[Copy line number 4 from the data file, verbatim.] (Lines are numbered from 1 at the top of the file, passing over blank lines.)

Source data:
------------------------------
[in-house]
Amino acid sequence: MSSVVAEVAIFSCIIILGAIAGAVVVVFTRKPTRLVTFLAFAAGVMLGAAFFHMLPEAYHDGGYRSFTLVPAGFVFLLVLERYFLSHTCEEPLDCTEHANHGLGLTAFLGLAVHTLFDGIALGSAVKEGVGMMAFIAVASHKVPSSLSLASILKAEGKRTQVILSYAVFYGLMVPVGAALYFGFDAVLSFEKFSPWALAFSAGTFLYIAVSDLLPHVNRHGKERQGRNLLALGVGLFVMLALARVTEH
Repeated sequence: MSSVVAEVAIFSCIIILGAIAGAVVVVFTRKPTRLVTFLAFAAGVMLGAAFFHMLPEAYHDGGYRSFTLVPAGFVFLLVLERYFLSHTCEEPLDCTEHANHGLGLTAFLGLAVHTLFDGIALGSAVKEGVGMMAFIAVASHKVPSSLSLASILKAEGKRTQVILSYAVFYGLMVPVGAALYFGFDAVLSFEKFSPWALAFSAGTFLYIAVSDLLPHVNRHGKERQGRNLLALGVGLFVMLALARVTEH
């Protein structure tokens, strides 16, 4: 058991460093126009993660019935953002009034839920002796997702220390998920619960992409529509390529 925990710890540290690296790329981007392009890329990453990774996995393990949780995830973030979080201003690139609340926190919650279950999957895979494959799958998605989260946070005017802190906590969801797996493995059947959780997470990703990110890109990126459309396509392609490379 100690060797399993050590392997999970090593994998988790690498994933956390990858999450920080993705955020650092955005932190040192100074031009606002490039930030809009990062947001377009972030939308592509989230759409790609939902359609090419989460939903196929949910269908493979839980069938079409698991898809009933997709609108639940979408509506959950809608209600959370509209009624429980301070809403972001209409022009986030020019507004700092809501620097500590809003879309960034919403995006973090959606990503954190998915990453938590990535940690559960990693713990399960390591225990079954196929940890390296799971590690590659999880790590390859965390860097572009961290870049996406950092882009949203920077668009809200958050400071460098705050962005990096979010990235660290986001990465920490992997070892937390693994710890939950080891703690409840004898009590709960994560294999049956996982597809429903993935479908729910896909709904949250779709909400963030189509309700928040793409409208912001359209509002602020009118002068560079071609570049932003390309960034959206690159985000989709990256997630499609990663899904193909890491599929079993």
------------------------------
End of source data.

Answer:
């Protein structure tokens, strides 16, 4: 058991460093126009993660019935953002009034839920002796997702220390998920619960992409529509390529 925990710890540290690296790329981007392009890329990453990774996995393990949780995830973030979080201003690139609340926190919650279950999957895979494959799958998605989260946070005017802190906590969801797996493995059947959780997470990703990110890109990126459309396509392609490379 100690060797399993050590392997999970090593994998988790690498994933956390990858999450920080993705955020650092955005932190040192100074031009606002490039930030809009990062947001377009972030939308592509989230759409790609939902359609090419989460939903196929949910269908493979839980069938079409698991898809009933997709609108639940979408509506959950809608209600959370509209009624429980301070809403972001209409022009986030020019507004700092809501620097500590809003879309960034919403995006973090959606990503954190998915990453938590990535940690559960990693713990399960390591225990079954196929940890390296799971590690590659999880790590390859965390860097572009961290870049996406950092882009949203920077668009809200958050400071460098705050962005990096979010990235660290986001990465920490992997070892937390693994710890939950080891703690409840004898009590709960994560294999049956996982597809429903993935479908729910896909709904949250779709909400963030189509309700928040793409409208912001359209509002602020009118002068560079071609570049932003390309960034959206690159985000989709990256997630499609990663899904193909890491599929079993």